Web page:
The Paris of South America. The New York of South America. South America's most cosmopolitan city. We have all heard various names for the Latin American cultural centre. Buenos Aires is well-known around the world for its beautiful European-style architecture, legendary nightlife and trendy shopping. However, this is only one face of the city. The great restaurants, hip bars and expensive stores are reserved for rich porteños (Buenos Aires locals), expats and moneyed tourists. When you walk around the neighborhoods of Palermo and Recoleta you see fashion-conscious European and American tourists browsing fancy boutiques, businessmen having lunch in overpriced "fusion" restaurants and Argentinean women with botox faces carrying little dogs. Everyone who comes back from a trip to Buenos Aires raves about the city's fashion scene, diverse restaurants and cosmopolitan vibe. Those people do not get to see the other face of Buenos Aires- the villas (shantytowns). These areas are dominated by poverty and drugs and the police does not even enter. The inhabitants of the villas suffer from social exclusion and lack of opportunities.

On top of everything, the governor of Buenos Aires, Mauricio Macri wants to eliminate the villas and expel their inhabitants out of the city. As a volunteer for Voluntario Global you get to see both sides of the city. It is a very strange feeling to visit one of the villas during the day and then go out to bars and clubs in Palermo at night. The contrast between rich and poor could hardly be more drastic and makes you think about social inequalities in the city. I am not saying that you should not enjoy the nightlife and the nice parts of the city. Do take advantage of the city's fantastic cultural life. However, keep in mind that behind the gorgeous cosmopolitan facade there is severe poverty. This is why it is so important to show solidarity with the poor and underprivileged communities. Voluntario Global works with exactly those groups of people that have been left out and suffer from social exclusion. With various educational projects the organization's goal is to encourage young people to do well in school and go to university. Seeing and working in the poor marginalized communities makes you understand the city in its entirety. So when you go back to your home country you will be able to tell people what Buenos Aires really is about and that apart from a kicking nightlife and awesome shopping there are shockingly poor communities that certainly cannot participate in the cosmopolitan lifestyle of Buenos Aires.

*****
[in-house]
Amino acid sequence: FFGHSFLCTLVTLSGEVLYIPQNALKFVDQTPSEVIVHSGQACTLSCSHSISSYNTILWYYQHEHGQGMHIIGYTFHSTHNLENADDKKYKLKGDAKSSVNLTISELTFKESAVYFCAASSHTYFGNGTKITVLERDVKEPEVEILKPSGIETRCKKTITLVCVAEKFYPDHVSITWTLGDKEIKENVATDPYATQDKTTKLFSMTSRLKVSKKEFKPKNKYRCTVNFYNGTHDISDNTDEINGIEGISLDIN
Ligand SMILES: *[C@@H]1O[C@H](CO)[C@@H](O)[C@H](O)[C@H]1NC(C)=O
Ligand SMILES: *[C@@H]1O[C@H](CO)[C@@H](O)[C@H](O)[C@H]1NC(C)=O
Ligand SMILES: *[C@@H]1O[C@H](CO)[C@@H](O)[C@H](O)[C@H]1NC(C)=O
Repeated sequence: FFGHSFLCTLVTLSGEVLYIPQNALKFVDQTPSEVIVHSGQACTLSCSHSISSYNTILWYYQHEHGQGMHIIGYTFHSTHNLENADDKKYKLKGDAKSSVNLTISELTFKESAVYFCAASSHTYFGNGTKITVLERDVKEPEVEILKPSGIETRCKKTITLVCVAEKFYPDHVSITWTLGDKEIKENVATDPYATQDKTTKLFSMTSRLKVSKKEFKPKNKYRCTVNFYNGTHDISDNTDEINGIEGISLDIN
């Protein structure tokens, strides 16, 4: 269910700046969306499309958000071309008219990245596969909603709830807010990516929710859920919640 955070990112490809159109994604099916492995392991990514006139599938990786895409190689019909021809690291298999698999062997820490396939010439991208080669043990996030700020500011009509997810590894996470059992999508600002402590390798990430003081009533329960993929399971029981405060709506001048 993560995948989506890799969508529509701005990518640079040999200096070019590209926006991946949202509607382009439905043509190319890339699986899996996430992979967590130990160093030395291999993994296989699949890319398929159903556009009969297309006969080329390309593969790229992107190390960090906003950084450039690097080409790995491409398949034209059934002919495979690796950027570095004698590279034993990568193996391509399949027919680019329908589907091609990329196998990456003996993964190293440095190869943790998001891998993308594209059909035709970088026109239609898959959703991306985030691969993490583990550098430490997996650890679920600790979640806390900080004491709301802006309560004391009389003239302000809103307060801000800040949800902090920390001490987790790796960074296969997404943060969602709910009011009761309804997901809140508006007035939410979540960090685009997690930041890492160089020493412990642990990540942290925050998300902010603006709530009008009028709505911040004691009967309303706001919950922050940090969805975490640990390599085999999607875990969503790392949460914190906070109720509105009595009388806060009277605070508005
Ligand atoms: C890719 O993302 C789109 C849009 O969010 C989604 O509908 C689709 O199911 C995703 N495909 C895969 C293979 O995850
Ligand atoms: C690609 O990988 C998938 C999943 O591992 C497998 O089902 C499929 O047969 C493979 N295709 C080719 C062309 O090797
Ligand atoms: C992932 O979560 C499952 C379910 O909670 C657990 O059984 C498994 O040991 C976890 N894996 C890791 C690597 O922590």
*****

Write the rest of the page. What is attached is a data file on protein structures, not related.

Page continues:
Visit to Pablo Nogués

This week Tanya from Montréal had her first day as a volunteer at the English school "By your Side" in the neighborhood of Pablo Nogués. The school: 

Tanya in the class room: We were greeted by Silvia, the founder of the school. 

We also met Camilla, who has been studying English at "By your Side" for five years and said that "English is her life". She impressed us with her fluency in English and eagerness to learn. Camilla demonstrates that the school with the help of volunteers has been successful at motivating children and teenagers to learn English.


Linda in Jujuy - Part II

At the end of March we helped inaugurate a church in Casti which involved sharing a splendid Lama “asado” (barbeque) and spotting ostriches. On the first weekend of April, we visited a youth camp in Solazutti near Aguas Blancas. There, I learned about Guarani people, heaps of new songs and made new friends.

Many people told me that I would bore myself to death while volunteering three months in La Quiaca. On the contrary, time flies by and I can´t believe I´ve already been here for two months! Classes should have started at the beginning of March, but school-doors opened only on the 7th of April due to a teachers´ “paro” (strike). Thanks to broadcasts we launched with national and local radio-stations in my second week here, many youths took – and continue taking – advantage of my English classes. Having hung around with nothing to do for a long time the kids are struggling to catch up material and get their brains working again. When classes began, the community-centre started its comedor (canteen) for more than 110 young people which has made daily life very busy. This service is mainly for students living alone La Quiaca while their families live far off in the campo (fields). My tasks lie in the organisation and administration of the comedor. Also, I give a meditation to the adolescents while they are eating. I need to use a good deal of creativity, authority and confidence in my Spanish to catch their attention and initiate a dialogue. The weekends have a different rhythm and are focused on church activities near and far. Sunday afternoons we often spend with Lorenzo and his family in Sansana Sur, a tiny place near La Quiaca. Many vegetables for the comedor come from there.[gallery] From 16th to 18th of April, we took part in a convention in Jujuy Capital where I performed songs together with youths of the local church – great fun! On my birthday, my host-family and friends surprised me with a party. I feel truly blessed to be surrounded by such lovely people and to be able to be part of the team working for the youngsters here in La Quiaca!

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Voluntario Global helps local communities by being available to discuss anything that local organizations need, and offering ideas for further change and development.


Location: General Pacheco. Buenos Aires. Argentina